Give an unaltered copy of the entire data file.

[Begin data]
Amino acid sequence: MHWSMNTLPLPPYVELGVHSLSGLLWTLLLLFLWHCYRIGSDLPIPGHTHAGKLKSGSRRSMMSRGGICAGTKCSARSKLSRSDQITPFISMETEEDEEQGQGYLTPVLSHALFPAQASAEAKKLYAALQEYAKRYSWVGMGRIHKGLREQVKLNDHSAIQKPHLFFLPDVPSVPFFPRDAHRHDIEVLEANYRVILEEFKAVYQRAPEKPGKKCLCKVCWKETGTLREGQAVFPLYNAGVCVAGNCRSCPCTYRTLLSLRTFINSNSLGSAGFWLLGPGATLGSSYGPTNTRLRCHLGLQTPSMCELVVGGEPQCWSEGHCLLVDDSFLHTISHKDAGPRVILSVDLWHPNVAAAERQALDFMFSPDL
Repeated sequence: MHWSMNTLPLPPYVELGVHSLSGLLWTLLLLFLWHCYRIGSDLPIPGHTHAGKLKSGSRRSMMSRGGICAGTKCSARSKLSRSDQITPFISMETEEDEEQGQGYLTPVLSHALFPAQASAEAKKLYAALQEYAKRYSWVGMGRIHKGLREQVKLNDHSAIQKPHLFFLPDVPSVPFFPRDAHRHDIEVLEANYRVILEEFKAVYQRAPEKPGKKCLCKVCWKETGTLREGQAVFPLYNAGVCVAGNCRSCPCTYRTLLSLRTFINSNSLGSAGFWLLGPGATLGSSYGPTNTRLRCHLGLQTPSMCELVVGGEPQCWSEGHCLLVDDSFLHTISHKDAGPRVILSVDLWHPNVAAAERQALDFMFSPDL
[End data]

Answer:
Amino acid sequence: MHWSMNTLPLPPYVELGVHSLSGLLWTLLLLFLWHCYRIGSDLPIPGHTHAGKLKSGSRRSMMSRGGICAGTKCSARSKLSRSDQITPFISMETEEDEEQGQGYLTPVLSHALFPAQASAEAKKLYAALQEYAKRYSWVGMGRIHKGLREQVKLNDHSAIQKPHLFFLPDVPSVPFFPRDAHRHDIEVLEANYRVILEEFKAVYQRAPEKPGKKCLCKVCWKETGTLREGQAVFPLYNAGVCVAGNCRSCPCTYRTLLSLRTFINSNSLGSAGFWLLGPGATLGSSYGPTNTRLRCHLGLQTPSMCELVVGGEPQCWSEGHCLLVDDSFLHTISHKDAGPRVILSVDLWHPNVAAAERQALDFMFSPDL
Repeated sequence: MHWSMNTLPLPPYVELGVHSLSGLLWTLLLLFLWHCYRIGSDLPIPGHTHAGKLKSGSRRSMMSRGGICAGTKCSARSKLSRSDQITPFISMETEEDEEQGQGYLTPVLSHALFPAQASAEAKKLYAALQEYAKRYSWVGMGRIHKGLREQVKLNDHSAIQKPHLFFLPDVPSVPFFPRDAHRHDIEVLEANYRVILEEFKAVYQRAPEKPGKKCLCKVCWKETGTLREGQAVFPLYNAGVCVAGNCRSCPCTYRTLLSLRTFINSNSLGSAGFWLLGPGATLGSSYGPTNTRLRCHLGLQTPSMCELVVGGEPQCWSEGHCLLVDDSFLHTISHKDAGPRVILSVDLWHPNVAAAERQALDFMFSPDL